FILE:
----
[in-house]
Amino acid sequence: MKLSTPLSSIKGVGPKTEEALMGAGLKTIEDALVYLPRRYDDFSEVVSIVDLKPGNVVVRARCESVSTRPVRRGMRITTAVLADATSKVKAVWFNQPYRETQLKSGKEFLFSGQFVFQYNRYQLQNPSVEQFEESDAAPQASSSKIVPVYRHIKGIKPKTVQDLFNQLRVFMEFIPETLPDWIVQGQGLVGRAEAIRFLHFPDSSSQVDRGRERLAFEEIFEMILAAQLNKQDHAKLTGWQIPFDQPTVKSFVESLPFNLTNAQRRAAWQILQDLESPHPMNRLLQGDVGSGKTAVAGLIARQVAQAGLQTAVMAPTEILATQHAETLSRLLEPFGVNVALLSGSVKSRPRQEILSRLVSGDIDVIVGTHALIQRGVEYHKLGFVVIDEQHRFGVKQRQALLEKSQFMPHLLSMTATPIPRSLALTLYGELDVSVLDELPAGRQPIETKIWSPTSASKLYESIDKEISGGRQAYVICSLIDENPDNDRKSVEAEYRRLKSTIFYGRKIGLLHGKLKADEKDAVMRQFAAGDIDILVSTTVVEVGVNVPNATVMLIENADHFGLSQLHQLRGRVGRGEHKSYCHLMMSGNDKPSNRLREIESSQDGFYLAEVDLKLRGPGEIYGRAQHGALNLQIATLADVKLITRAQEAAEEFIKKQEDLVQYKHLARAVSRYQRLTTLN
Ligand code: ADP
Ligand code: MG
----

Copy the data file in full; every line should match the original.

[in-house]
Amino acid sequence: MKLSTPLSSIKGVGPKTEEALMGAGLKTIEDALVYLPRRYDDFSEVVSIVDLKPGNVVVRARCESVSTRPVRRGMRITTAVLADATSKVKAVWFNQPYRETQLKSGKEFLFSGQFVFQYNRYQLQNPSVEQFEESDAAPQASSSKIVPVYRHIKGIKPKTVQDLFNQLRVFMEFIPETLPDWIVQGQGLVGRAEAIRFLHFPDSSSQVDRGRERLAFEEIFEMILAAQLNKQDHAKLTGWQIPFDQPTVKSFVESLPFNLTNAQRRAAWQILQDLESPHPMNRLLQGDVGSGKTAVAGLIARQVAQAGLQTAVMAPTEILATQHAETLSRLLEPFGVNVALLSGSVKSRPRQEILSRLVSGDIDVIVGTHALIQRGVEYHKLGFVVIDEQHRFGVKQRQALLEKSQFMPHLLSMTATPIPRSLALTLYGELDVSVLDELPAGRQPIETKIWSPTSASKLYESIDKEISGGRQAYVICSLIDENPDNDRKSVEAEYRRLKSTIFYGRKIGLLHGKLKADEKDAVMRQFAAGDIDILVSTTVVEVGVNVPNATVMLIENADHFGLSQLHQLRGRVGRGEHKSYCHLMMSGNDKPSNRLREIESSQDGFYLAEVDLKLRGPGEIYGRAQHGALNLQIATLADVKLITRAQEAAEEFIKKQEDLVQYKHLARAVSRYQRLTTLN
Ligand code: ADP
Ligand code: MG